Time and time again we at CHEJ have seen that families are ignored when it comes to the real life threat of exposures to materials that will cause cancer and other diseases. It is well past time that the health professionals who took an oath “to do know harm” to step up to the plate and protect innocent families in the same manner, in the same time frame, as they do families exposed to food related or drug related health impacts.

To hear Mary speak to this issue you can connect to the Youtube video and begin at 1:59, but be sure to have a box of tissues handy to wipe your eyes because the personal testimony is very powerful and sad.


EPA Can Map Environmental Justice Communities – Can They Stop The Poisoning?


Today we know how to identify Environmental Justice communities but what is the U.S. Environmental Protection Agency (EPA) doing to relieve their community burdens? A new mapping tool created by the EPA, called EJSCREEN was recently released. This tool is great for academia or researchers but how does it help environmentally impacted communities? Why is generating information, that community already know because they are living with the pollution and associated diseases daily, more important than helping them?

CHEJ, for example, has worked for over thirty years with Save Our County in East Liverpool, Ohio This community in the 1990’s was defined by EPA as an Environmental Justice community, through their evaluation process which is the same as the mapping categories. Yet nothing has changed as a result of this definition.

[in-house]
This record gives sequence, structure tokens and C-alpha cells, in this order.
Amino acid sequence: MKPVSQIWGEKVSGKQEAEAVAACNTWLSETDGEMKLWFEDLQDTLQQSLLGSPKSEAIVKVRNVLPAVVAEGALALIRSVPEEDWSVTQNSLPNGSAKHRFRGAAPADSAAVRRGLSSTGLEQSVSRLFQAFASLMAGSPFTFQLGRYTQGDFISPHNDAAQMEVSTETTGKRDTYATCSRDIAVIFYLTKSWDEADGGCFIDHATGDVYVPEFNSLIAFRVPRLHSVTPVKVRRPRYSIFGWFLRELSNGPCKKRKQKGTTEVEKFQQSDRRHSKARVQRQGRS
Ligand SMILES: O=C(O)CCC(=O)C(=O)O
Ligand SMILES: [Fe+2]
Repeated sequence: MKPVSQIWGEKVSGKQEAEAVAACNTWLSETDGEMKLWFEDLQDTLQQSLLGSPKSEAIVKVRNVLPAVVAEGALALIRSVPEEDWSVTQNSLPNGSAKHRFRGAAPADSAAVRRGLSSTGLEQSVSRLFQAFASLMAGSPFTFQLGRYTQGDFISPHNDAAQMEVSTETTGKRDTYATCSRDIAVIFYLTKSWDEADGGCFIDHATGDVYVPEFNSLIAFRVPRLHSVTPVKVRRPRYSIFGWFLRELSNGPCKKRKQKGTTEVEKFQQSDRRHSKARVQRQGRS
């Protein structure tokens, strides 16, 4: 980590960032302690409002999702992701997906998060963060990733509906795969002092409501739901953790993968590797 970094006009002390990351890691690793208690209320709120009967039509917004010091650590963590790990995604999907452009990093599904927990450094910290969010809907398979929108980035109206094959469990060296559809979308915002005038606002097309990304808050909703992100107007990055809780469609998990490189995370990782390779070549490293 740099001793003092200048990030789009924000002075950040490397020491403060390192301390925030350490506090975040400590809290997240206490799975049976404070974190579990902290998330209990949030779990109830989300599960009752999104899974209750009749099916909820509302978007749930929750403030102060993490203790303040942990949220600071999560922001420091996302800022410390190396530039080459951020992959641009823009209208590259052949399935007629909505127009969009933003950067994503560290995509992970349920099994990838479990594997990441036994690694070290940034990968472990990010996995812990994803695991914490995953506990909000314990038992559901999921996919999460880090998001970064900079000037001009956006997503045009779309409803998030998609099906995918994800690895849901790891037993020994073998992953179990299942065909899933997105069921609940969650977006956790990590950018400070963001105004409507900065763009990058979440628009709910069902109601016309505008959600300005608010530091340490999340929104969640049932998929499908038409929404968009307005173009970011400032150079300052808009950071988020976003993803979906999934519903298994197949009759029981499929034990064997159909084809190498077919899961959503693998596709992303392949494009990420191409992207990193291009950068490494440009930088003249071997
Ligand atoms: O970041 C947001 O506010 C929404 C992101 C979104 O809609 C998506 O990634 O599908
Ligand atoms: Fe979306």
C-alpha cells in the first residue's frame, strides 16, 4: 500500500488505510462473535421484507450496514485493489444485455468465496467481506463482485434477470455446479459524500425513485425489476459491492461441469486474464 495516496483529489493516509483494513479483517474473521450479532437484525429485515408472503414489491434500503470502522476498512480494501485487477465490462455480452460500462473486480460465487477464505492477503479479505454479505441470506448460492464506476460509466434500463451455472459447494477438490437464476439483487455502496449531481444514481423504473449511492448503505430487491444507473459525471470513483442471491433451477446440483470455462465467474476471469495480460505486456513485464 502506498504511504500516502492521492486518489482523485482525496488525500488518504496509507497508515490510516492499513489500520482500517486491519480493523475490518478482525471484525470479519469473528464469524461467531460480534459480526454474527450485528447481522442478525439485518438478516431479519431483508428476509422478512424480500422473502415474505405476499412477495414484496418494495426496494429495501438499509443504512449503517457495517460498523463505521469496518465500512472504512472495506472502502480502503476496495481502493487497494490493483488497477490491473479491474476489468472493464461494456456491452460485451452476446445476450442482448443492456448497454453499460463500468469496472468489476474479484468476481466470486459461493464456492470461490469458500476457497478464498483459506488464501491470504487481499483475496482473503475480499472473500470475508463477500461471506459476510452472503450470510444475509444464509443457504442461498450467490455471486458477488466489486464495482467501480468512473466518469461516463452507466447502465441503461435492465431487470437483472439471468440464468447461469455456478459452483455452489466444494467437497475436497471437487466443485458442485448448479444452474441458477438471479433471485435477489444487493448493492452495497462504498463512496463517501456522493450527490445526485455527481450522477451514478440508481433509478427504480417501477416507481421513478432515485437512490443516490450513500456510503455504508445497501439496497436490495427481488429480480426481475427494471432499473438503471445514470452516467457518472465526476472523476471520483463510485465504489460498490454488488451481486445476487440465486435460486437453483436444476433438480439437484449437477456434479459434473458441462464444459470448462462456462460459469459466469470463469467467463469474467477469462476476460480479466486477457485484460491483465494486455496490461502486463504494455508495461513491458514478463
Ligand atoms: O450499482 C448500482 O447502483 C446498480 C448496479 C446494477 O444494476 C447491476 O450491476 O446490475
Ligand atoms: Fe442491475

• The hazardous waste incinerator, WTI, still operates and remains for most of the time in violation of air and other standards.
  • Other industries continue to pollute with little enforcement.
  • An elementary school was closed due to the air emissions from the WTI Incinerator stack which is almost level to the school windows (incinerator is in the valley) stack peeked over the embankment. The City was force to shoulder the costs of relocating students and staff.
  • In the past several years new wells were drilled for natural gas extraction and infrastructure.
  • The community has the highest number of cancers in their county than other similar counties in the state.

    Nothing, absolutely nothing, has changed in East Liverpool, Ohio as a result of being defined an environmental justice community.